Indigenous Australians living in remote regions of the Northern Territory have a tumultuous history with the Child Welfare System. It is a history that has fostered a state of disempowerment for indigenous families involved with “welfare”. This, in turn, has contributed to the over representation of indigenous children and adolescences subject to Child Protection Orders in the Northern Territory. The Northern Territory Care and Protection of Children Act (2007) enshrines the common law principles of natural justice and procedural fairness allowing parents and family members the right to be heard whenever an Application is made to declare a child in need of protection. In reality, is this the case? Vast distances, poor education, low socio economic living standards, in addition to cultural and language divides present unique challenges for Central Australian indigenous parents and families which has resulted in an all too often exclusion from effective participation in the judicial processes surrounding the making of Child Protection Orders. In the technological age of the 21st Century what is the best way forward that will guarantee those Indigenous Australians living in remote regions of the Northern Territory will have equal access to judicial system as their city cousins.
Karen Wilcox (UNSW) Email: firstname.lastname@example.org
Collaborative Practice in Family Violence and Family Law work: The AVERT experience
The intersection of families living with family violence and the family law system practice has been the subject of several reviews and reports over recent years. Numerous recommendations have emerged from these reports, and the Family Law Act has recently been amended, partly on the basis of some of these recommendations. This practice-focussed paper examines the outcomes various studies which relate to the need for the development of collaborative practice within the family law system, in order to respond more effectively to family violence. It outlines some of the possibilities for establishing collaborative practice and discusses the introduction of the Attorney General’s AVERT multi-disciplinary family violence training package in 2011. The value of this package for rural and remote communities is considered, based on case studies from training which has been undertaken to date. Future directions which need to be taken to achieve effective and holistic responses to family violence and parenting arrangements will also be canvassed.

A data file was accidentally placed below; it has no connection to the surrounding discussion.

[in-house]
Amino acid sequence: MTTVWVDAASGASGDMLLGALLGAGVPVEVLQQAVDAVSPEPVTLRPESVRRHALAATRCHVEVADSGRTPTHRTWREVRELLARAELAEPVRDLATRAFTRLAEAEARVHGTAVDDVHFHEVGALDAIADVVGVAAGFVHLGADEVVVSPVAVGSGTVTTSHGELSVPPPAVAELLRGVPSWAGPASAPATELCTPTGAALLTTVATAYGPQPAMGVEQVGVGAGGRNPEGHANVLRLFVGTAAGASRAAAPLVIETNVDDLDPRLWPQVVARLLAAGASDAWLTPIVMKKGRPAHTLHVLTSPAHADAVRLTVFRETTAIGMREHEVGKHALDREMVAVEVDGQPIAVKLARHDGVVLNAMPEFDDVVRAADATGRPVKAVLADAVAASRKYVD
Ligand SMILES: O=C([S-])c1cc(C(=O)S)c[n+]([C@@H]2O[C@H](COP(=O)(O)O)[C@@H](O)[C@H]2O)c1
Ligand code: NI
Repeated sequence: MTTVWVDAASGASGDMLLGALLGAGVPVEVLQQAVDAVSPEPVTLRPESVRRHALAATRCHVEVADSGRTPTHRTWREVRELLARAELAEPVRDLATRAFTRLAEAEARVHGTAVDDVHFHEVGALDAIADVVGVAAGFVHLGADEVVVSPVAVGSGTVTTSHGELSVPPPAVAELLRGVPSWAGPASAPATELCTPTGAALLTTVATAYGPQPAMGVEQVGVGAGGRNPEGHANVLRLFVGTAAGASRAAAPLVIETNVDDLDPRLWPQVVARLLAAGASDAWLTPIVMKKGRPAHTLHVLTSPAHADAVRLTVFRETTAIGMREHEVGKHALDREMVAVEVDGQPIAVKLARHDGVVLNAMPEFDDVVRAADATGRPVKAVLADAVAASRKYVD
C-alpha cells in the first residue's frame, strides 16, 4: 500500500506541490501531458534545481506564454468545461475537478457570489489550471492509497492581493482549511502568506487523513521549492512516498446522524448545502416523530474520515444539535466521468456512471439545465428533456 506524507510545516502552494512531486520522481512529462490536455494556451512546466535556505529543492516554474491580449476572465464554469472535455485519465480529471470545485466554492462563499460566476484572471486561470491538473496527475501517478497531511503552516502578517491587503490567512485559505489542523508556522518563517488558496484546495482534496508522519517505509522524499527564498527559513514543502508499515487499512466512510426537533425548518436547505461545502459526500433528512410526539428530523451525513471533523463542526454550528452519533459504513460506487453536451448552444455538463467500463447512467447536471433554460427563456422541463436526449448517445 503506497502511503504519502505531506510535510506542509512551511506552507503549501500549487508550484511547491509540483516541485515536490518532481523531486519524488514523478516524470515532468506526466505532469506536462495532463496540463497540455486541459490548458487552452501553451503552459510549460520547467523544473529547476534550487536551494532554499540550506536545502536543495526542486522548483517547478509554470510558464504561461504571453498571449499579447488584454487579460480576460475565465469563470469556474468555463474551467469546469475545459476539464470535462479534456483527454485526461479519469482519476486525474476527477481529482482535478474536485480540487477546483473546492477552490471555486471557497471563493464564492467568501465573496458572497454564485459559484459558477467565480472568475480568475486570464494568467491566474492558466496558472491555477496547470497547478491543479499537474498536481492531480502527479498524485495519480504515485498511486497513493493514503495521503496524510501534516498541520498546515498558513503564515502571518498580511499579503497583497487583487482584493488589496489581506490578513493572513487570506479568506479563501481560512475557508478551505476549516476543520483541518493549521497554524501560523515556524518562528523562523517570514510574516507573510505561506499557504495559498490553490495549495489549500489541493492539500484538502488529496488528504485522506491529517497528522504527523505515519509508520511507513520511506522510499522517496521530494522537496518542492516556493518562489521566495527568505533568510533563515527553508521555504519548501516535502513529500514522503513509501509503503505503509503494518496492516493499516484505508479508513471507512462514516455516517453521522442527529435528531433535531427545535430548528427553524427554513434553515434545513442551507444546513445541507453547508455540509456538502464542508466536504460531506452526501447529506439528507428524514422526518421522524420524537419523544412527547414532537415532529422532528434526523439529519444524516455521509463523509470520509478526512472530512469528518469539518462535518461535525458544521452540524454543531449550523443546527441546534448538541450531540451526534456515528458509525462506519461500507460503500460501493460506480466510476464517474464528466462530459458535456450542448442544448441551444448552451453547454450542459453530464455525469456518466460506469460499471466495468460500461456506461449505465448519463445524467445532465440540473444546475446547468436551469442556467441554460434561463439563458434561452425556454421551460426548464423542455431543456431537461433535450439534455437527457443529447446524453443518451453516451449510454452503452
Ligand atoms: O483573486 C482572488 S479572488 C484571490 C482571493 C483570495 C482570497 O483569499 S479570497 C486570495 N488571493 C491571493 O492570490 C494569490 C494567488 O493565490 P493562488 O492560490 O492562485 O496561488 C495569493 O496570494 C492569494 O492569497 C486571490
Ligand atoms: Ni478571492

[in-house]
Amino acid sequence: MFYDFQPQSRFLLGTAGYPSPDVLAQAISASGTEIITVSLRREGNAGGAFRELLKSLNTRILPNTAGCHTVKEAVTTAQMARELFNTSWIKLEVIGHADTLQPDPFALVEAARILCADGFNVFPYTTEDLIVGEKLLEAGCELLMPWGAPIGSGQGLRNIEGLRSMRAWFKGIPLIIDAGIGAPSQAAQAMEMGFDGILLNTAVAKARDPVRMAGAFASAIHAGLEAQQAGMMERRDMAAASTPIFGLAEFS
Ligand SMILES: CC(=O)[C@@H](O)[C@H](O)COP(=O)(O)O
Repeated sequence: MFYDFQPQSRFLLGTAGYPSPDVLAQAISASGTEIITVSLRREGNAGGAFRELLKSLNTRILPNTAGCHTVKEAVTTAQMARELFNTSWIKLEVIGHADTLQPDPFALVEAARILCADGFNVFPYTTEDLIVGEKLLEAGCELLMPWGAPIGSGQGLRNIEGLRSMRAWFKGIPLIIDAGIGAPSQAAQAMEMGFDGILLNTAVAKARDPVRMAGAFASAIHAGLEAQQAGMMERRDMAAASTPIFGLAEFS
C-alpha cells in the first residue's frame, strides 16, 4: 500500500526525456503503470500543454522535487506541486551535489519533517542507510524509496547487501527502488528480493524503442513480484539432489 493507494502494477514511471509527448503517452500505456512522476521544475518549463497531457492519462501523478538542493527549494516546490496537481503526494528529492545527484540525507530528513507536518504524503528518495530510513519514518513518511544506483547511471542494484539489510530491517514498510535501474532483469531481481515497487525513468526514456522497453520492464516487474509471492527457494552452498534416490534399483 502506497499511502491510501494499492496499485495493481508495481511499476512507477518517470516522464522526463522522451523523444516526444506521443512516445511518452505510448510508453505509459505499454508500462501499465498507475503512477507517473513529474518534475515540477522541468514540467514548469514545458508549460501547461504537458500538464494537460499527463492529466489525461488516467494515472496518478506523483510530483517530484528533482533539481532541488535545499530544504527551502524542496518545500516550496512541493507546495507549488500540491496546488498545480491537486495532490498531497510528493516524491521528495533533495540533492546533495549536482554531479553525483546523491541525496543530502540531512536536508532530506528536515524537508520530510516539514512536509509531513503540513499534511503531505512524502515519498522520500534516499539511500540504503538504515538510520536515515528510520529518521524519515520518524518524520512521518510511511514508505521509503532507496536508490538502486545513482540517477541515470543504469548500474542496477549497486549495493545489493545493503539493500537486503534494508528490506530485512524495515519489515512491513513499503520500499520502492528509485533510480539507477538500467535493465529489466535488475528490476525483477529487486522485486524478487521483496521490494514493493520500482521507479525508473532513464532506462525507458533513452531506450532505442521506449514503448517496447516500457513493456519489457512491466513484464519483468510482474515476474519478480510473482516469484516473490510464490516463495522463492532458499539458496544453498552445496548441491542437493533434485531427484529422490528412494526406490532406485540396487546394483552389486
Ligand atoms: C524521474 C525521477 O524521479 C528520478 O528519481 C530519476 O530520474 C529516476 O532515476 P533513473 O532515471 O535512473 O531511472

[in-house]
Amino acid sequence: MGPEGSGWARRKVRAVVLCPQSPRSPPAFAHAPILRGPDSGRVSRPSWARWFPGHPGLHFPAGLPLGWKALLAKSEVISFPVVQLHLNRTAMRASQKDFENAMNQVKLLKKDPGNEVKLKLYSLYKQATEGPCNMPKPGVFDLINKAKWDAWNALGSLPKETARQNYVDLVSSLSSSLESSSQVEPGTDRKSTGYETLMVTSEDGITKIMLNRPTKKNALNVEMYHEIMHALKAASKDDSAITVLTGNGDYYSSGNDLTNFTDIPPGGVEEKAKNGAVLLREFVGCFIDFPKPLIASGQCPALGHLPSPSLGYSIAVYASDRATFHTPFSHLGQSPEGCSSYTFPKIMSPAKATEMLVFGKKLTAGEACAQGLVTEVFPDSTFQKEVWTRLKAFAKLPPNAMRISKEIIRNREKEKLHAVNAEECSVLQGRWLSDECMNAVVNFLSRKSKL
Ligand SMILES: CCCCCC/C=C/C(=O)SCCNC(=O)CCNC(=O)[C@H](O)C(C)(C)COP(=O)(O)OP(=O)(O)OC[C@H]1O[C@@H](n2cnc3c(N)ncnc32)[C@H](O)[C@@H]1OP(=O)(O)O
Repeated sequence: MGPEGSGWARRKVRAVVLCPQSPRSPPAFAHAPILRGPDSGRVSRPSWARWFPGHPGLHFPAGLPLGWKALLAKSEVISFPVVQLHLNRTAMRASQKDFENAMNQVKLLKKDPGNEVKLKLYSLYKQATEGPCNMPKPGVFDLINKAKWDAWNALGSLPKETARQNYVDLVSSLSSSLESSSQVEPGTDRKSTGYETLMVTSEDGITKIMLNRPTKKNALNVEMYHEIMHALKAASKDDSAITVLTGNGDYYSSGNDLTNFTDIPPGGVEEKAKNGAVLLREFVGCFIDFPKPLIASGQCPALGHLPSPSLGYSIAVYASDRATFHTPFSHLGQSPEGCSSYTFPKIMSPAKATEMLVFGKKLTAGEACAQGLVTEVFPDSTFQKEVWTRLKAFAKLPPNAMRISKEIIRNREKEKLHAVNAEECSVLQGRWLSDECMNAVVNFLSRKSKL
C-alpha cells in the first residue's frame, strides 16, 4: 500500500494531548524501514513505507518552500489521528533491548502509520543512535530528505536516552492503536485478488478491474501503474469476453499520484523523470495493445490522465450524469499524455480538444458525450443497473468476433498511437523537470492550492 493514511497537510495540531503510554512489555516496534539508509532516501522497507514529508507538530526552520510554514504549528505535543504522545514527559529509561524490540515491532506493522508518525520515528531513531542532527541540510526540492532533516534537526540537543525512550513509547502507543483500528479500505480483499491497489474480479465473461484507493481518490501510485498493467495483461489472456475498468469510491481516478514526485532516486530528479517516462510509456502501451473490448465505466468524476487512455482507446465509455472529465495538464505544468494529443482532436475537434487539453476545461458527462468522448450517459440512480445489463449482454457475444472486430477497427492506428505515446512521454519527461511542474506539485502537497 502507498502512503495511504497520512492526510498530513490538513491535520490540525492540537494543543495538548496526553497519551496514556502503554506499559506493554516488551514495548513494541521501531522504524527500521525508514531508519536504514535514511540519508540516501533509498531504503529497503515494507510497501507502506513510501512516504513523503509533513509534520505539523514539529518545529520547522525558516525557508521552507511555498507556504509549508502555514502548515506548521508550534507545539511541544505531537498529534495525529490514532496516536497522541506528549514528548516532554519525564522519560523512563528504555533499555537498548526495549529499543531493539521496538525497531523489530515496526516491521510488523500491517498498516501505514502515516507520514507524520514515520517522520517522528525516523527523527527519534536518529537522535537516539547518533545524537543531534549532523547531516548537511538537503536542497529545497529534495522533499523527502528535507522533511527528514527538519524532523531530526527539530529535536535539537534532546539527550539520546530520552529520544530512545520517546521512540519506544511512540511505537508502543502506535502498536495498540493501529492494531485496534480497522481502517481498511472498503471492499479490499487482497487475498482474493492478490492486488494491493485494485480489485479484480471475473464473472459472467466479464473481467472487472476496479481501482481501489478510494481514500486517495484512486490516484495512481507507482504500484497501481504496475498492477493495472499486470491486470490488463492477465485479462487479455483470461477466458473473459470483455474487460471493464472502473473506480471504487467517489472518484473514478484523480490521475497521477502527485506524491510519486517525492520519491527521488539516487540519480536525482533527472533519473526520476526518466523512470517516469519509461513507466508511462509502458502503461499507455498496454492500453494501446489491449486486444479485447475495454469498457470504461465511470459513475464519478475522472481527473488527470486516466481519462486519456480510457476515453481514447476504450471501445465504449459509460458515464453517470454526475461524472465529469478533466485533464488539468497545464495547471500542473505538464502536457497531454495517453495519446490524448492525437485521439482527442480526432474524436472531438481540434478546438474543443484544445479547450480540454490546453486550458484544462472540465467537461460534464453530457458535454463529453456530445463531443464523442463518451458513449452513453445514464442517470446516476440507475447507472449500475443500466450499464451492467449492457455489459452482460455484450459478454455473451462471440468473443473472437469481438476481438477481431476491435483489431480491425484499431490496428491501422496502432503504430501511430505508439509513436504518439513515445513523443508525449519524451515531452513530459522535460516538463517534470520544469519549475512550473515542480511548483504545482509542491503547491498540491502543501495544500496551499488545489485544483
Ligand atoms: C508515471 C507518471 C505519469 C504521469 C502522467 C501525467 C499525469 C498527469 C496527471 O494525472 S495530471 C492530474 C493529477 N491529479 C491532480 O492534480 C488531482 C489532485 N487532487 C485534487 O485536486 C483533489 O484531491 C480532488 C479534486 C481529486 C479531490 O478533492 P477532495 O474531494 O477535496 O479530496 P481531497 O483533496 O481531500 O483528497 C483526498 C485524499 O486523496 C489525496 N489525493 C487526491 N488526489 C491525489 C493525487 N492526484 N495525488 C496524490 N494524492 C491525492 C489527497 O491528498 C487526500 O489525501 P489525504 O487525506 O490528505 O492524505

Dr Jacqueline Williams (University of New England) Email: Jacqueline.Williams@une.edu.au
Sue Higginson (Environmental Defenders Office) Email: Sue.email@example.com
Mining: coming to a farm near you
Our paper explores the justice and equity issues of mining developments in NSW and the perversity of the law. The current legal instruments including mining, planning and environmental laws perpetuate an inequitable and unjust competition between mining companies and rural communities over use of natural resources and enjoyment of rural lifestyles. These issues will be exemplified through two case study regions of NSW in Dorrigo and Boggabri. The social licence of rural communities is threatened by the expansion of mining across regional and rural Australia. In particular it is questioned whether the mining industry hold the claimed trust of the community that has enabled their ease of access to natural resources gifted by government for many years and compare other industries such as timber, seafood and farming (irrigation and native vegetation) and the government policy and legal reforms undertaken since the 1990s to ensure sustainable natural resource management. Why has mining escaped the types of reform other sectors have faced where ‘no go zones’ are accepted by other industries as part of sustainable practice? This predicament indicates the current protectionist relationship between government and the mining sector needs revisiting and reform. Our paper proposes reforms to policies and laws to create a more just and equitable approach to sustaining communities and natural resources in rural regions.